Three open problems in our understanding of early-type galaxies are 1) identifying the
process(es) responsible for their rapid size evolution, 2) accurately constraining the stellar
IMF and its variations in the population, 3) measuring the density profile of their dark
matter halo. We use strong lensing as the main diagnostic tool to address these issues.
We first dissected a massive elliptical galaxy in its stellar and dark matter components,
measuring both its IMF and the inner slope of the dark matter halo. We then collected
a sample of 45 strong lenses in the redshift interval 0.2 < z < 0.8 and used them, in
combination with lenses from other surveys, to measure the slope of the total density
profile, the stellar IMF and the dark matter mass in the population of massive early-type
galaxies, and their time evolution. Finally, we used our measurements of the evolution of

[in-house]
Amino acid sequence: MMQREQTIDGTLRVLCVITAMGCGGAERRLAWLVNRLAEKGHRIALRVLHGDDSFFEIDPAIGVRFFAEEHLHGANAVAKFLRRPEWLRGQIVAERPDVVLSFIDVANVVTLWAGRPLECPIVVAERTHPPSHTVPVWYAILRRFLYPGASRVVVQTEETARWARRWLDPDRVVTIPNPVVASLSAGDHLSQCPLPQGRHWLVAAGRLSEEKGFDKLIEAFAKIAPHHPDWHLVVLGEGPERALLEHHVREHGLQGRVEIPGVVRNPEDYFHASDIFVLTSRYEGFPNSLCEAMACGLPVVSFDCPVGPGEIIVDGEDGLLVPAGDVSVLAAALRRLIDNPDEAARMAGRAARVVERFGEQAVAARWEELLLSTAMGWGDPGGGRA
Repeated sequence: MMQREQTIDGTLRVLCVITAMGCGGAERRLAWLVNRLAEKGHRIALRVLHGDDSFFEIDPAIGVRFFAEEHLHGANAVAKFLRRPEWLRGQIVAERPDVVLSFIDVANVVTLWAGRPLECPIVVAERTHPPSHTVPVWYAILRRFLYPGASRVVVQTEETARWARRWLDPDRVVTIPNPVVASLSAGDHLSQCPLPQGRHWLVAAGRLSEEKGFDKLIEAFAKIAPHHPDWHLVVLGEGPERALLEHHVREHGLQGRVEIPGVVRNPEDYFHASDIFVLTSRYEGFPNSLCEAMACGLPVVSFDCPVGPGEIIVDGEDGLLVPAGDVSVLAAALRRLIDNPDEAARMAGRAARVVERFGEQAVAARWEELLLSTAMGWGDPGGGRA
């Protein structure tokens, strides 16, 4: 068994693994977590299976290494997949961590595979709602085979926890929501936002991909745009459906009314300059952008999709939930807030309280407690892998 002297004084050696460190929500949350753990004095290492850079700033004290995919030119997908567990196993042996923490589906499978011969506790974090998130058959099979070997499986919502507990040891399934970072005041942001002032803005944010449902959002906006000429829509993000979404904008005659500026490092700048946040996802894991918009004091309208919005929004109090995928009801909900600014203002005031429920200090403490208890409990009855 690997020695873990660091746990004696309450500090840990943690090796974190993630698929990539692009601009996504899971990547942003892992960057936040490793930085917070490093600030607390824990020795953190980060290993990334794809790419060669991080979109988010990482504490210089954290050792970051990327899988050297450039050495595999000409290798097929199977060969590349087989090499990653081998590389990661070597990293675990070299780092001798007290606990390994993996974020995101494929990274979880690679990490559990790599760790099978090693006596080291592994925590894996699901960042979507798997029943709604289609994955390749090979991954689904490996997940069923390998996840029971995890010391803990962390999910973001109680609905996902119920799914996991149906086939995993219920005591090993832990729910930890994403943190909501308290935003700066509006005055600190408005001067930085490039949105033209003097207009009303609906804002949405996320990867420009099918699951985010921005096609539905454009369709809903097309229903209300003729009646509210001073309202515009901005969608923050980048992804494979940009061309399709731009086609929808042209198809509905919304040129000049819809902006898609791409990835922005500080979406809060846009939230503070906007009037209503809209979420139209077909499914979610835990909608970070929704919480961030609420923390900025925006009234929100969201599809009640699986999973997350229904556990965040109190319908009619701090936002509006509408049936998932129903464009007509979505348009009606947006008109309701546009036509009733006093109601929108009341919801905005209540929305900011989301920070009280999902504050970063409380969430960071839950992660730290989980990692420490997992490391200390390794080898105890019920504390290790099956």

the density slope to test a galaxy growth scenario based on purely dissipationless mergers.
Our main results are: the stellar IMF of massive early-type galaxies is significantly heavier
than that of the Milky Way and correlates with galaxy mass; the dark matter halo has
a steep slope in at least one system; more compact galaxies have less dark matter than
their extended counterparts at fixed redshift and stellar mass; early-type galaxies evolve
while keeping the slope of their total density profile approximately constant. This last result cannot be reproduced with purely dissipationless mergers, therefore a little amount
of dissipation is required.